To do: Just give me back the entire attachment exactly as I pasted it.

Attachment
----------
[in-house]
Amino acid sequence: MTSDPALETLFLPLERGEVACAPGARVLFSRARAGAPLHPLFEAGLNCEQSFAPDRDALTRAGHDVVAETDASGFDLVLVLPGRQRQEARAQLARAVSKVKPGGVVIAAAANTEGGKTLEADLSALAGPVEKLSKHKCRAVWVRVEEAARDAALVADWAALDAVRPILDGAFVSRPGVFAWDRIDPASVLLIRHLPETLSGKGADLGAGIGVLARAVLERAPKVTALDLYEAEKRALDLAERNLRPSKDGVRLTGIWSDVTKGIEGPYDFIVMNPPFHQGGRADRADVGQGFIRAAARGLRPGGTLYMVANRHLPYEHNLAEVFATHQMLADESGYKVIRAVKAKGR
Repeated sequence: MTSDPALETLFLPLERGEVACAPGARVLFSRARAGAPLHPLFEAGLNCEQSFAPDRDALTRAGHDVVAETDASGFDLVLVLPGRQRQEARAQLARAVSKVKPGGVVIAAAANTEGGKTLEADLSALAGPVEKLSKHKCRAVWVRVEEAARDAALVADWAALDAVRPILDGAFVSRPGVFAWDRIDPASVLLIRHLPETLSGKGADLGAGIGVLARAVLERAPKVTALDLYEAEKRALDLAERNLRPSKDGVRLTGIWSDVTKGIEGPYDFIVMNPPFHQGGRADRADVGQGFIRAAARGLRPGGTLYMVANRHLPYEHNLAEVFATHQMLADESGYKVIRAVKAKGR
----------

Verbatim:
[in-house]
Amino acid sequence: MTSDPALETLFLPLERGEVACAPGARVLFSRARAGAPLHPLFEAGLNCEQSFAPDRDALTRAGHDVVAETDASGFDLVLVLPGRQRQEARAQLARAVSKVKPGGVVIAAAANTEGGKTLEADLSALAGPVEKLSKHKCRAVWVRVEEAARDAALVADWAALDAVRPILDGAFVSRPGVFAWDRIDPASVLLIRHLPETLSGKGADLGAGIGVLARAVLERAPKVTALDLYEAEKRALDLAERNLRPSKDGVRLTGIWSDVTKGIEGPYDFIVMNPPFHQGGRADRADVGQGFIRAAARGLRPGGTLYMVANRHLPYEHNLAEVFATHQMLADESGYKVIRAVKAKGR
Repeated sequence: MTSDPALETLFLPLERGEVACAPGARVLFSRARAGAPLHPLFEAGLNCEQSFAPDRDALTRAGHDVVAETDASGFDLVLVLPGRQRQEARAQLARAVSKVKPGGVVIAAAANTEGGKTLEADLSALAGPVEKLSKHKCRAVWVRVEEAARDAALVADWAALDAVRPILDGAFVSRPGVFAWDRIDPASVLLIRHLPETLSGKGADLGAGIGVLARAVLERAPKVTALDLYEAEKRALDLAERNLRPSKDGVRLTGIWSDVTKGIEGPYDFIVMNPPFHQGGRADRADVGQGFIRAAARGLRPGGTLYMVANRHLPYEHNLAEVFATHQMLADESGYKVIRAVKAKGR